by Kellyn Gross
On May 18, 1980, at 8:32 A.M., an earthquake struck Mount St. Helens in Washington State, resulting in a debris avalanche and subsequent volcanic eruption that decimated the surrounding earth for 16 square kilometers, killed 57 people and destroyed more than 200 homes. The blast was heard from as far away as British Columbia, and winds carried volcanic ash 2,000 kilometers across the United States in just three days. Then-President Jimmy Carter surveyed the damage on May 22 and said that it made the moon look like a golf course.
My dad always tells the story of how he awoke that Sunday morning after a late night out to find darkened skies and five centimeters of ash on his pickup in Western Montana. He still has a bucket of Mount St. Helens ash in the storage shed behind my childhood home. And even though the eruption was two years before I was born, stories like these have always fed me as a Montanan. That day in May holds enough significance in the Pacific Northwest that people still ask, “Where were you when Mount St. Helens erupted?”.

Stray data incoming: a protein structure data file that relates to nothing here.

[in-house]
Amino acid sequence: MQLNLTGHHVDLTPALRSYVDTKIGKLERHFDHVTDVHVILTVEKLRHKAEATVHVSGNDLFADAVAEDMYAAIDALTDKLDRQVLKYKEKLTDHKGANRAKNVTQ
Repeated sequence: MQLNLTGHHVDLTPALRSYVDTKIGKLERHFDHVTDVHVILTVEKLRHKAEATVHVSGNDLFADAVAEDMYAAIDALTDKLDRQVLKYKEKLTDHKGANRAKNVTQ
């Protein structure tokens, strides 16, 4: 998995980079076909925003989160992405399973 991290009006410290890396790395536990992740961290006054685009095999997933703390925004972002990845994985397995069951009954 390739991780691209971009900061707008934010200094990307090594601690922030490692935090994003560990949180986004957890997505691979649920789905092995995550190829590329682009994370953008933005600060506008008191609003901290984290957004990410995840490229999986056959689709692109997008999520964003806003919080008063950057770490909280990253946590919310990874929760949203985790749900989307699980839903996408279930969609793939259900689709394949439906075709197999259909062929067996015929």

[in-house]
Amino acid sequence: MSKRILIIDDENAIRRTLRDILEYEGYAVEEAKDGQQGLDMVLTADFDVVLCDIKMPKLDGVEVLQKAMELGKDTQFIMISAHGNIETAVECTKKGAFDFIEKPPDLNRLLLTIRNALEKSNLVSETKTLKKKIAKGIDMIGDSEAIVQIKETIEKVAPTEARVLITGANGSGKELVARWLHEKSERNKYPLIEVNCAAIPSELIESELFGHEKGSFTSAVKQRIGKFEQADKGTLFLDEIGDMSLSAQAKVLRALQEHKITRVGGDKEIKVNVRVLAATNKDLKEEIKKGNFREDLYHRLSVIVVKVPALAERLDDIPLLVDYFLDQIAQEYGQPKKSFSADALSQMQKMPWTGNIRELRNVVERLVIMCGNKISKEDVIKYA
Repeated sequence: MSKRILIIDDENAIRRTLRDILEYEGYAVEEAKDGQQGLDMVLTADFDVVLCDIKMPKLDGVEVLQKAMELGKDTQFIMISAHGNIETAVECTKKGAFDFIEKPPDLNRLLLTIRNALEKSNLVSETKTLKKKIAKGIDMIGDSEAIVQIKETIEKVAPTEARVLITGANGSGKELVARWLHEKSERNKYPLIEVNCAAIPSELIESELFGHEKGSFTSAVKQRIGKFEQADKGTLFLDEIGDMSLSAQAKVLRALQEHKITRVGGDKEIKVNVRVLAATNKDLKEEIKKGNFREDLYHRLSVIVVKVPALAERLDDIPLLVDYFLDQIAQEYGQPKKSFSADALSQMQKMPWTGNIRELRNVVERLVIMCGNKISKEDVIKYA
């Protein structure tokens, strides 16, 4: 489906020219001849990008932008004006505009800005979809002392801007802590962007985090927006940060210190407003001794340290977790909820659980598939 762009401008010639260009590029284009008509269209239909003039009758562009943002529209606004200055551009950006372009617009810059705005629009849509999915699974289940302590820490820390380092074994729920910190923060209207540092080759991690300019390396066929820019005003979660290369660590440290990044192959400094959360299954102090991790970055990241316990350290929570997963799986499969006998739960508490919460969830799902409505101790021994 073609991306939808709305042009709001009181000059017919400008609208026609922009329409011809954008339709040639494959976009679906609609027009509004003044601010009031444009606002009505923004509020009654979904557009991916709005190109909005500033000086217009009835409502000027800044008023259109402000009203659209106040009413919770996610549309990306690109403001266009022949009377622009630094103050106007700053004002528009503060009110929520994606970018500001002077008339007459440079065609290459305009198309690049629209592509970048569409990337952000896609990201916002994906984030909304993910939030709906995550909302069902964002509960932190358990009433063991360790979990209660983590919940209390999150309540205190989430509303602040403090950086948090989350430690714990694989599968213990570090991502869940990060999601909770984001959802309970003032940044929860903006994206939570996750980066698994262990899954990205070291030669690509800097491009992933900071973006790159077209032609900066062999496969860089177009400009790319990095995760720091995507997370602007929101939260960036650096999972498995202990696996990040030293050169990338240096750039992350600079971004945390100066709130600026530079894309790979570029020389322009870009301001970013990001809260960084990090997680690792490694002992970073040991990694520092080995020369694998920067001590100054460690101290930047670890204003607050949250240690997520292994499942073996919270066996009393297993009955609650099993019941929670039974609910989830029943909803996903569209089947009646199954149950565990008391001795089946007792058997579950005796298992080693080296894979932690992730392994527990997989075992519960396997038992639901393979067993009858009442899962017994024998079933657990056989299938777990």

But after two years of teaching English in Korea, May 18 has taken on a new significance for me. Instead of wondering about people’s whereabouts when a volcano blasted itself 24,000 meters into the sky, I’m now curious to know, “Where were you during the Gwangju Uprising?”.
Two weeks ago, and for my second time, ISC media team members Dae Han and Taryn and I visited both the National Cemetery and the Mangwol-dong Cemetery in Gwangju for its May 18 memorial events. On that day in 1980, a popular citizen movement that had been building momentum in Jeollanam-do erupted with such force and dedication that students and everyday working people later liberated the city for one week. The uprising was an embattled response to people being brutally beaten and murdered by their own military and police for demanding democracy over the dictatorship of Chun Doo-hwan. The Carter administration supported the suppression in order for multinational corporations like 3M, Bank of America, Chase Bank, Citibank, Dow Chemical and the Rockefeller family to be ensured of their investments in the country. And to quote, yet again, then-President Jimmy Carter at a press conference that summer: “We would like to have a complete democracy with full and open debate, free press and elected leaders. The Koreans are not ready for that…”. For had the Nobel Laureate surveyed the damage at Gwangju a few days later, he might have morbidly said that the massacre made the Kent State shootings look like a picnic.